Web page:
How London’s designers reacted to the turn of the decade
With the 2020s looking less certain than any other decade, Charles Jeffrey, Stefan Cooke and Martine Rose turned to the past in order to map out the future.
Photography Mitchell Sams
The turn of any year triggers contemplation and the setting of fresh agendas for the 12 months to come. But this arbitrary annual exercise feels much weightier when it’s also the turn of a decade. It’s probably down to our odd habit of discretely sectioning history into neat little ten-year chunks, but the arrival of a new decade seems to implicitly entail a radical rethink in how we relate to the world. Faced with the daunting open horizons of the 2020s, a decade plagued by political and environmental uncertainty, London’s designers seem to have sought refuge in the fixed nature of the past in order to present their visions of how tomorrow might look.
Though ostensibly cast in a bleak, apocalyptic future, the air at Charles Jeffrey was thick with a primordial energy. At one end of a barrel-vaulted hall stood a wizened tree, dressed ceremonially with blank CDs as if it were of ancestral significance. At the centre of the room stood a plinth, on which models performed a ritualistic dance under strobes to booming techno -- a clear extension of the hedonistic flair that makes up the brand’s core. But there was something more ritualistic this time around, with lightheaded revelry supplanted a sense of duty and urgency. Where Charles’ Loverboys once danced until the sun came up, here there was a looming sense that it may never rise again.
This pressing sincerity carried over into the clothes. The attendees of this brooding bacchanal wore the most serious garments we’ve seen yet from the Scottish designer, drawing heavily on militaristic and equestrian codes. A tailored teal jumpsuit with subtly puffed shoulders showed that the designer has upped his cutting game, while also adding a broad-shouldered muscularity to the Charles Jeffrey lexicon. Rather than come off as jockish, this new direction symbolised the brand’s fresh, mature perspective, equipping it to face the gravity of the issues at hand.
Bridle-like headpieces and horse brasses invited viewers to draw links between the strength implied in the clothes and that of a workhorse, with source material for the equine inspiration being the Festival of the Horse, a yearly tradition on the Orkney Islands. In it, “the young compete in the ritual ploughing of straight lines and parading of exquisite, lovingly-made, costumes,” read the show notes. “In their own way, they pay homage to humankind’s ancient bond with the animal world.” The legacy of these costumes translated to embroideries and knits, but the potential rigidity of working with techniques mired in tradition was tempered. Illustrated characters seen in previous collections featured in the embroidery, discreetly bordered by the gender symbols used to express genderfluid, genderqueer, non-binary and transgender identities. A subtle statement, yes, but a powerful one, positioning progressive politics at the heart of the brand without needing to shout about it.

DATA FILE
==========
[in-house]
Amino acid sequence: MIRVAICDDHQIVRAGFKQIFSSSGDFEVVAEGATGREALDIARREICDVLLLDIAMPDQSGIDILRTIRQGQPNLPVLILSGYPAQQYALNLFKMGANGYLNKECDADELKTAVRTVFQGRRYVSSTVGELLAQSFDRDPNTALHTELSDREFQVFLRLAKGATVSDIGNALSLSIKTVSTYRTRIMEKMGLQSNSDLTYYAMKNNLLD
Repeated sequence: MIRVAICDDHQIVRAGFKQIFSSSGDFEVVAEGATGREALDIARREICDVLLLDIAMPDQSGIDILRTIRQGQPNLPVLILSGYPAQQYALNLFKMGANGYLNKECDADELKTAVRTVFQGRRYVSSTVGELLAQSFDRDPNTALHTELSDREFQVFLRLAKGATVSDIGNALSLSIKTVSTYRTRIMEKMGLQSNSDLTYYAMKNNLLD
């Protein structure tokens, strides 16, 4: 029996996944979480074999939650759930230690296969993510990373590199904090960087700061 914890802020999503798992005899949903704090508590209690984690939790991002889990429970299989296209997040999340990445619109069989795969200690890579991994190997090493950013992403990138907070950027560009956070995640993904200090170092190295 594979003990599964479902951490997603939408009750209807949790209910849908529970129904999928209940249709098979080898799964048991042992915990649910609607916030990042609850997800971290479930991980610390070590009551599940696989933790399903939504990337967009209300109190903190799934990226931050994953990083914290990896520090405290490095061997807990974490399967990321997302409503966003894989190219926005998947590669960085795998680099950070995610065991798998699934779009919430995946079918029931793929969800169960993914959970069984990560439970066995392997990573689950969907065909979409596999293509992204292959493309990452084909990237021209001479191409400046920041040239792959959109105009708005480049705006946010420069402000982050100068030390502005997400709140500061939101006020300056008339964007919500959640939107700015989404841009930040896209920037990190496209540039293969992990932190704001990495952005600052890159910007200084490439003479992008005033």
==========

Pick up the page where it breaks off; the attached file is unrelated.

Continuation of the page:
The toughness implied by sailor collars and thick tartans was counterbalanced by a lighter, more sensitive energy. Voluminous bias-cut dresses in meadowy hues were printed with drawings of flowers inspired by the work of Margaret Macdonald Mackintosh, lending a spritely air. There were also while heart-shaped ruffles and cut-outs in tailored pieces, and giant tulle-layered skirts gave the collection a spray of hopeless, mystical romance -- a definitive Charles Jeffrey hallmark. In combination with the sterner looks, Charles’ message for AW20 quickly becomes clear. There’s little ambiguity clouding the fact that the path that lies ahead to tread will be rocky, and that the challenges that await us along it are arduous. As we gear up to face them, toughness and strength will, of course, be required, but just as crucial is a prevailing sensitivity and an attunement to the world around us.
In general, it was a collection that, despite its primeval setting, felt urgently of the moment. As fantastical as its recourse to tradition may seem, it was a call to take action to combat the inherited crisis we currently face. Charles Jeffrey “has always been about excess; fun-filled escapism from the banality of everyday life,” read a ‘Manifesto for Conscious Practice’ distributed along with the release, “but there are aspects of the everyday that we as a brand need to take a closer, more honest look at.” As we enter a decade where the outlook for how the world could look at its end is more pessimistic than it’s ever been, Jeffrey’s proposal marks the 2020s as a period of awakening to the challenges we face, ones that require an approach as tough as it is delicate if there’s any hope of them being resolved.